Supreme Court Ruling Could Help Employers in Class Action Suits

February 23, 2010 ( – The U.S. Supreme Court on Tuesday clarified the definition of a company's "principal place of business" for the purpose of determining the venue for a class action lawsuit.

The high court ruled that a company’s “nerve center” or principal place of business is where its officers “direct, control and coordinate” its activities – not where it has its largest volume of business, Business Insurance reports. The court said that typically would be the company’s headquarters, but if a court finds that a company’s alleged “nerve center” is nothing more than a mailbox or an empty office, a court should determine the location its actual principal place of business.

The Supreme Court remanded the case to a lower court.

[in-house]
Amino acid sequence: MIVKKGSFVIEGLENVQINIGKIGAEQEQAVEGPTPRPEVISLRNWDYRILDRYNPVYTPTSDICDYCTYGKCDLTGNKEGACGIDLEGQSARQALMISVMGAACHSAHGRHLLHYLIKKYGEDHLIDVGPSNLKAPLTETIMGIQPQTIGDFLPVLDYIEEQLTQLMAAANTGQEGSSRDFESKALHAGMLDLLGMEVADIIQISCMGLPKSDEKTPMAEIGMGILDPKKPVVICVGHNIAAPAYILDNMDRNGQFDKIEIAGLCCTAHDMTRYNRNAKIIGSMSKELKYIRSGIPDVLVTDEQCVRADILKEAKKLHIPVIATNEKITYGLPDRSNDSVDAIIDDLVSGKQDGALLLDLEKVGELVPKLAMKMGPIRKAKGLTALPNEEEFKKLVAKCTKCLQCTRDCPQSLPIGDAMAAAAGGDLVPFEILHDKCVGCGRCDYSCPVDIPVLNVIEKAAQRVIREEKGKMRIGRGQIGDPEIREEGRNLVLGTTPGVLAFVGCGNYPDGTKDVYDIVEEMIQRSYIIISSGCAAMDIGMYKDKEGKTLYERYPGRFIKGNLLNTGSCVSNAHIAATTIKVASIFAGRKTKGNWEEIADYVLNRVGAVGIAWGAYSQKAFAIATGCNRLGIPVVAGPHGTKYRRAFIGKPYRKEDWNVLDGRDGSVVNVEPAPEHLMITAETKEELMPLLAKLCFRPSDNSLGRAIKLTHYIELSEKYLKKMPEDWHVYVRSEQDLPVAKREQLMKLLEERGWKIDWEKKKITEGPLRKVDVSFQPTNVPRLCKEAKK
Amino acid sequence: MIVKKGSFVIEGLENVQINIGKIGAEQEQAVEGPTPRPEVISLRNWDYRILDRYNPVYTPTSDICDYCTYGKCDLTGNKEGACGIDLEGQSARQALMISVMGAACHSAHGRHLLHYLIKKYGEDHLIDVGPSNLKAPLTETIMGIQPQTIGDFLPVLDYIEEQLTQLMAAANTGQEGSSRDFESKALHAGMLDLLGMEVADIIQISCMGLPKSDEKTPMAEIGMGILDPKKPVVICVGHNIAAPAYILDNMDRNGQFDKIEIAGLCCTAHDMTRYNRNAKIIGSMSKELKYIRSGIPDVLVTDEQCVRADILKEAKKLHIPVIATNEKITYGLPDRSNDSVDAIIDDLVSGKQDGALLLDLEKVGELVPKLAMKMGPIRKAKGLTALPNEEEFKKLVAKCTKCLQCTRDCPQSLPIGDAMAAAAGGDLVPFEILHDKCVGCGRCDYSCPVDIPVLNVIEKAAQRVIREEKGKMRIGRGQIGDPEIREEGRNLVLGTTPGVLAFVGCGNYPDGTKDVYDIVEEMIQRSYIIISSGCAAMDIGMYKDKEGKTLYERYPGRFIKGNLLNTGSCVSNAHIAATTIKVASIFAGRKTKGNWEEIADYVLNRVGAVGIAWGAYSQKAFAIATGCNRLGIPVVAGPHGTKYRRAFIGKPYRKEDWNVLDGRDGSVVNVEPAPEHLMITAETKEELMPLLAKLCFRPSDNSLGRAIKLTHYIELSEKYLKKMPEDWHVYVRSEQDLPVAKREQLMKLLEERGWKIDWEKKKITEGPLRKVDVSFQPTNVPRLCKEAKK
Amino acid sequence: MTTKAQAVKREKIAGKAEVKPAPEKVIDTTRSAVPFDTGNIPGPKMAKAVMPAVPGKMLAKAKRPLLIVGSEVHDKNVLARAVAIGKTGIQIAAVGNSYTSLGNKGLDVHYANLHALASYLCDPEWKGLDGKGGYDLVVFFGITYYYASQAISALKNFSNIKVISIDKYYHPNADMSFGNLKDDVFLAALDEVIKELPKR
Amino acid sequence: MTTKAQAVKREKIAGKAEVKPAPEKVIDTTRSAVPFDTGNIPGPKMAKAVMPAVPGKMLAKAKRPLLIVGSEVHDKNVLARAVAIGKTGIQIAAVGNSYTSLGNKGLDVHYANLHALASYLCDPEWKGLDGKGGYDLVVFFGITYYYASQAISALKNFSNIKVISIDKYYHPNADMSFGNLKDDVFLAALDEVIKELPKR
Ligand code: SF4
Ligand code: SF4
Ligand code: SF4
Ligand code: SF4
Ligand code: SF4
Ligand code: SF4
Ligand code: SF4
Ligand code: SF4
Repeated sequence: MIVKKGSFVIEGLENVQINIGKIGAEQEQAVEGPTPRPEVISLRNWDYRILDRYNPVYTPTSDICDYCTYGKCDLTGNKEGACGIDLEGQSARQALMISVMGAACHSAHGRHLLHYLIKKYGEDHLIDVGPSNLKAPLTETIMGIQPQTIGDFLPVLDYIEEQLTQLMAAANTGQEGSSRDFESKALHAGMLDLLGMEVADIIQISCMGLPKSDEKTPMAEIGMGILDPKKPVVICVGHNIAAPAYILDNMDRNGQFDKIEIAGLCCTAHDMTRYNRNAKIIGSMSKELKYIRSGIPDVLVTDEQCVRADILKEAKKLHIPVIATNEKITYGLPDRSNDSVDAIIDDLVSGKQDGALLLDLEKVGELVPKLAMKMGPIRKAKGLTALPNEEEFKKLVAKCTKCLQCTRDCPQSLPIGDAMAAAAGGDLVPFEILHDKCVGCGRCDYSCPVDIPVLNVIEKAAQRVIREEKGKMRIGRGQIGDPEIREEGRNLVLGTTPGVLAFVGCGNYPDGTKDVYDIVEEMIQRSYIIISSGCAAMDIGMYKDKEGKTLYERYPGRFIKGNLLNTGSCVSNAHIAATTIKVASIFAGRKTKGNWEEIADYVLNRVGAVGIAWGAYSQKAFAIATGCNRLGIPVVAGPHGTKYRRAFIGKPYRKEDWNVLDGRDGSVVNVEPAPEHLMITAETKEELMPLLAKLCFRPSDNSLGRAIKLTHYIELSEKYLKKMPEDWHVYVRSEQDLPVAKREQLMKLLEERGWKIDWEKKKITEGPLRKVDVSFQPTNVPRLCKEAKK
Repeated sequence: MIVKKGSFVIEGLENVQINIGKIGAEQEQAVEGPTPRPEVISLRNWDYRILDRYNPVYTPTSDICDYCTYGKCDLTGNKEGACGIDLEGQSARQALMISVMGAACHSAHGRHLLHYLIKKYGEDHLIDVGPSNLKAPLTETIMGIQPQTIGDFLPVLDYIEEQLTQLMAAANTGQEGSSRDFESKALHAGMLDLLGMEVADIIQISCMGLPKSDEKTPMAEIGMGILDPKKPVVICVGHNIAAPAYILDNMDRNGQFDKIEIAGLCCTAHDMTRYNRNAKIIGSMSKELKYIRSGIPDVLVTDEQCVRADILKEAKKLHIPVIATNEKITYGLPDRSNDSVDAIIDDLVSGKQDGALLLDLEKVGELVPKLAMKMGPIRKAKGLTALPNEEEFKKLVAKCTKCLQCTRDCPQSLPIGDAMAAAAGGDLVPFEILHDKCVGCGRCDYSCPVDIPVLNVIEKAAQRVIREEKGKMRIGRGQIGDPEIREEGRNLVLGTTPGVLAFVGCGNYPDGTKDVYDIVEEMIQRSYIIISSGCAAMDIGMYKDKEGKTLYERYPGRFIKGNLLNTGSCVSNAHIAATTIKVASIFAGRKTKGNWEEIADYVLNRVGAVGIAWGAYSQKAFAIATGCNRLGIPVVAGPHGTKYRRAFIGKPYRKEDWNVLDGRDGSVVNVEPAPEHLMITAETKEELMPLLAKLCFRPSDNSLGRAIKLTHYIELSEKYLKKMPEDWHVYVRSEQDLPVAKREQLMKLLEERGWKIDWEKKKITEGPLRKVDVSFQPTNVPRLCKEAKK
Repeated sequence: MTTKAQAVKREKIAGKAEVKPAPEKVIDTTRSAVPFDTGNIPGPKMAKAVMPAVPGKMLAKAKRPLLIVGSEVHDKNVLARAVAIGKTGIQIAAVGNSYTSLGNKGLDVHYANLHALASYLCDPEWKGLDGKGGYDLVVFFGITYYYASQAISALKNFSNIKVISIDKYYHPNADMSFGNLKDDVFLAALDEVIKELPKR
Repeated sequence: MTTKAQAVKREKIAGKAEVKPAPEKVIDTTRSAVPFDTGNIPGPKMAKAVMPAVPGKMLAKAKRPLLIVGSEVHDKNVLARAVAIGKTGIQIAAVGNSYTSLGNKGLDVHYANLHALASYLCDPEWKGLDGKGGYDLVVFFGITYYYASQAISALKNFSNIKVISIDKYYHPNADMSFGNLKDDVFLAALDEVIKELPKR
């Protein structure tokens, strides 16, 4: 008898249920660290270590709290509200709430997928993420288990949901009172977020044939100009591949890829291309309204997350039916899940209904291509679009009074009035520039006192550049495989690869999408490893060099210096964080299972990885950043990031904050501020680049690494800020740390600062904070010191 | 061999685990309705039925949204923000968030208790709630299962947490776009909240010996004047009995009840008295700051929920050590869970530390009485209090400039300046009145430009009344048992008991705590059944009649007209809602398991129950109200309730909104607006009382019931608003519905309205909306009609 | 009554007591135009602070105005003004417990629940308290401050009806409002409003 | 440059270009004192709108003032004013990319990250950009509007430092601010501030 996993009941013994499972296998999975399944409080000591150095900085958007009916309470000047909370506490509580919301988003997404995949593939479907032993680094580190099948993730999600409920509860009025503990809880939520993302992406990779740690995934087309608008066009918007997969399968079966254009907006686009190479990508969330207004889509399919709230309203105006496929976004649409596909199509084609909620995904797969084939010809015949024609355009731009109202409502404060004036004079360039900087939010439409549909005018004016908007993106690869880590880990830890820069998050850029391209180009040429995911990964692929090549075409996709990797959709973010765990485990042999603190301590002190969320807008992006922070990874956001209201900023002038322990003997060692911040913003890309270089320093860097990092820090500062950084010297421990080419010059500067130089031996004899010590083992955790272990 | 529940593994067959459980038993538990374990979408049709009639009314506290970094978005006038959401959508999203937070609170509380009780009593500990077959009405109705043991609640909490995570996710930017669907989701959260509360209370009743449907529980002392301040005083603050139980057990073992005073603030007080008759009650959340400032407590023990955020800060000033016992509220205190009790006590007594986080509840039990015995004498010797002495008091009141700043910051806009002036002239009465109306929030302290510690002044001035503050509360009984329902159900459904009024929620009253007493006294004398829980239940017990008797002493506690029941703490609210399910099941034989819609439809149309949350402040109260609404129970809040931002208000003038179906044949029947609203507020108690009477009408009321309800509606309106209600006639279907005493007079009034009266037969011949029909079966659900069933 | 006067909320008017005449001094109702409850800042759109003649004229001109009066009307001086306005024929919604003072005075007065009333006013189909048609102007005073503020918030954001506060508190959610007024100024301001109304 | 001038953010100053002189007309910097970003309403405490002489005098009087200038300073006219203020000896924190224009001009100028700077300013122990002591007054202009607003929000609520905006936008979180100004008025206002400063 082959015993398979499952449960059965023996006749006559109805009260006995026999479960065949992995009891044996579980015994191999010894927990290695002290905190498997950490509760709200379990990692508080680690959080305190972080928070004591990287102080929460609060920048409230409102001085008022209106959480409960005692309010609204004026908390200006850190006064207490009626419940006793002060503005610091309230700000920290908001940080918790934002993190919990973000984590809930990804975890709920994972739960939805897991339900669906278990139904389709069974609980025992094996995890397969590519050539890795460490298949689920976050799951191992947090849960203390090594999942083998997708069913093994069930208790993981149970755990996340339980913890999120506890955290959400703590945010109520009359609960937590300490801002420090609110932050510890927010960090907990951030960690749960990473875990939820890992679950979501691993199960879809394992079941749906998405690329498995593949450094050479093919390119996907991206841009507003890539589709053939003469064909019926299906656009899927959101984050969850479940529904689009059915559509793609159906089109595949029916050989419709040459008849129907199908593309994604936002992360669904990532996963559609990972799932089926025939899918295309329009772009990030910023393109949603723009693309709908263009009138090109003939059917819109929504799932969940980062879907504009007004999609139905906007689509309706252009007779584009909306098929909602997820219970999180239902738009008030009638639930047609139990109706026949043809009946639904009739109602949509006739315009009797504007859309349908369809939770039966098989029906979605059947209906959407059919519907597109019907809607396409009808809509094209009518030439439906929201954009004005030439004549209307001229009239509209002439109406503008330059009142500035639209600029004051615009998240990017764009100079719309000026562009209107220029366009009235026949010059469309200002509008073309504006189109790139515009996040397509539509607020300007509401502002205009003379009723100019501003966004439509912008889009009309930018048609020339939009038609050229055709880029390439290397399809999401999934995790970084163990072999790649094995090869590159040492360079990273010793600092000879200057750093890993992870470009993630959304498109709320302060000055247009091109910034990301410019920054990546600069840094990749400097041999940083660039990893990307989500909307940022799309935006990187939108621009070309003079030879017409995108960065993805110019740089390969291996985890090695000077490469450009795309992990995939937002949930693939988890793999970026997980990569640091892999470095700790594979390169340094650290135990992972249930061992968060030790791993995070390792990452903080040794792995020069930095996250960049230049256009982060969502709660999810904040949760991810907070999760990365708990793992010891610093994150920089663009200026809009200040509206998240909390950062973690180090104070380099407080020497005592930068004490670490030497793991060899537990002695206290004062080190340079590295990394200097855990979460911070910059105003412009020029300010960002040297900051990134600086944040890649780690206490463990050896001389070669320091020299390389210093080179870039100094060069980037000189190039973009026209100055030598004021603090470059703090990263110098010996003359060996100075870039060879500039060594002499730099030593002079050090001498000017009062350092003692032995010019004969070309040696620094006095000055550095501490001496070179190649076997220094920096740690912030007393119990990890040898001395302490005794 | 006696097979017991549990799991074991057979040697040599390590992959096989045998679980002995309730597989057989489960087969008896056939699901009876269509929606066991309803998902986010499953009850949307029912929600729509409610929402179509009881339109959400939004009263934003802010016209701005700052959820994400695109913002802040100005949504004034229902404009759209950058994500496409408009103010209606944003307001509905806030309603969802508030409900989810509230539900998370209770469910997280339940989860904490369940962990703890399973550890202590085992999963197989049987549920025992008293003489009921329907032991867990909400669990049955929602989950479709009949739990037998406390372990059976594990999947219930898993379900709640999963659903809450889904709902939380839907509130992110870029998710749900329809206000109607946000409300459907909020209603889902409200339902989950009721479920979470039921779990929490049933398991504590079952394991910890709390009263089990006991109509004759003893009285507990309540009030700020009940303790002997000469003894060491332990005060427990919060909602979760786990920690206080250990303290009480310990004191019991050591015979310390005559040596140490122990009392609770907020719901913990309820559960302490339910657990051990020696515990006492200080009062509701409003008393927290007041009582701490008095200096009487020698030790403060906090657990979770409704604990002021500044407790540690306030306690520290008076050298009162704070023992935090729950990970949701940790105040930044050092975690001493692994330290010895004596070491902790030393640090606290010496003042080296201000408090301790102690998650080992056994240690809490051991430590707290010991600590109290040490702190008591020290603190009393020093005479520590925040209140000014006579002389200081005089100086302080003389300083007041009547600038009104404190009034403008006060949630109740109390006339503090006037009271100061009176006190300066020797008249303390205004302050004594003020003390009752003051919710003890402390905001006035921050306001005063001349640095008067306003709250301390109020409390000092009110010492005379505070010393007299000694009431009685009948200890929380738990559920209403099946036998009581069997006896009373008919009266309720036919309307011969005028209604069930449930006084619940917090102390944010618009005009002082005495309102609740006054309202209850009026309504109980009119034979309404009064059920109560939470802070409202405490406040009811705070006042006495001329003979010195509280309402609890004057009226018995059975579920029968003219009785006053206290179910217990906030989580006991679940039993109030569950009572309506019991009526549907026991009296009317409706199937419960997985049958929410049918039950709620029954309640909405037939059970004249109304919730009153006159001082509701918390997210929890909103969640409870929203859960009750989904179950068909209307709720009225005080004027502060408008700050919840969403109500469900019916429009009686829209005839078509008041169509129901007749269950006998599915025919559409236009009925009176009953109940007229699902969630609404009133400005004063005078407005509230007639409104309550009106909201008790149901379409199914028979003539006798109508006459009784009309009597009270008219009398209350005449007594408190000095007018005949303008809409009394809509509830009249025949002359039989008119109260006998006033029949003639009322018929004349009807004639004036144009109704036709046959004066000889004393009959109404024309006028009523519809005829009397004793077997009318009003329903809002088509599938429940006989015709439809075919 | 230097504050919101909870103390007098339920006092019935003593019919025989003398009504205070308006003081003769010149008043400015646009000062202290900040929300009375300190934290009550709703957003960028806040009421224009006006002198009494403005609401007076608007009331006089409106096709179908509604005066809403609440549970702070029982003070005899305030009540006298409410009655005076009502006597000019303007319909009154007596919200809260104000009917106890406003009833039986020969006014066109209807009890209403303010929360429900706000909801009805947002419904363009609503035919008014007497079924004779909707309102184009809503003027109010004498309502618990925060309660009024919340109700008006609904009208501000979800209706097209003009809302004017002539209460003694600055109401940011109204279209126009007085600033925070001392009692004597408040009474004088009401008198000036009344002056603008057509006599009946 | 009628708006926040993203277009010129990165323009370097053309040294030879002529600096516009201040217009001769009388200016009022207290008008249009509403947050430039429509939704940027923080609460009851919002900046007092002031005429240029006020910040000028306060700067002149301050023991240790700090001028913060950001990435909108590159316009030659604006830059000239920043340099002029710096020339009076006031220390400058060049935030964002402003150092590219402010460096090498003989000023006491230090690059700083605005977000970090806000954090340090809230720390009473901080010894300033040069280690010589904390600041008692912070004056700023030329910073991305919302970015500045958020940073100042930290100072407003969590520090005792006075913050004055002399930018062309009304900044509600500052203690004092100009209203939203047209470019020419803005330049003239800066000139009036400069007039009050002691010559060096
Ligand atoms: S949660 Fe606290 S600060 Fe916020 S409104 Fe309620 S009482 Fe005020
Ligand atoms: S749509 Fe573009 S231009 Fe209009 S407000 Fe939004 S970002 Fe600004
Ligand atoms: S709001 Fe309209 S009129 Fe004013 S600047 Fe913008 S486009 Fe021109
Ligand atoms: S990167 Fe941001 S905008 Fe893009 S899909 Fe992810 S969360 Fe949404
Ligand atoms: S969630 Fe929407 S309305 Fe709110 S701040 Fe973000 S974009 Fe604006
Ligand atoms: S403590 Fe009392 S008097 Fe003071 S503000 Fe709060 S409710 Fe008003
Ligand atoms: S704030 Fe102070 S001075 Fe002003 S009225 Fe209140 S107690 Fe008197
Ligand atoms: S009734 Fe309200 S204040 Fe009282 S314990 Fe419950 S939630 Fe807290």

According to Business Insurance, legal experts say the court’s unanimous decision in Hertz Corp. vs. Melinda Friend et al. will make it easier for class action parties that are citizens of different states to move the action to federal court from state court. The Class Action Fairness Act, which was backed by businesses that held they could get a fairer hearing in federal rather than state court if they were not resident of a state, allows such a move under most circumstances.

The case involves a group of Hertz Corp. employees based in California that sued Park Ridge, New Jersey-based Hertz in California state court, alleging violations of state employment law. Hertz held that because it is based in New Jersey, the matter should be heard in a federal court.

A district court held that the case should be heard in state court because Hertz’s business activity “substantially predominates in one state” – California, and the 9th U.S. Circuit Court of Appeals, which affirmed the lower court’s decision, according to Business Insurance.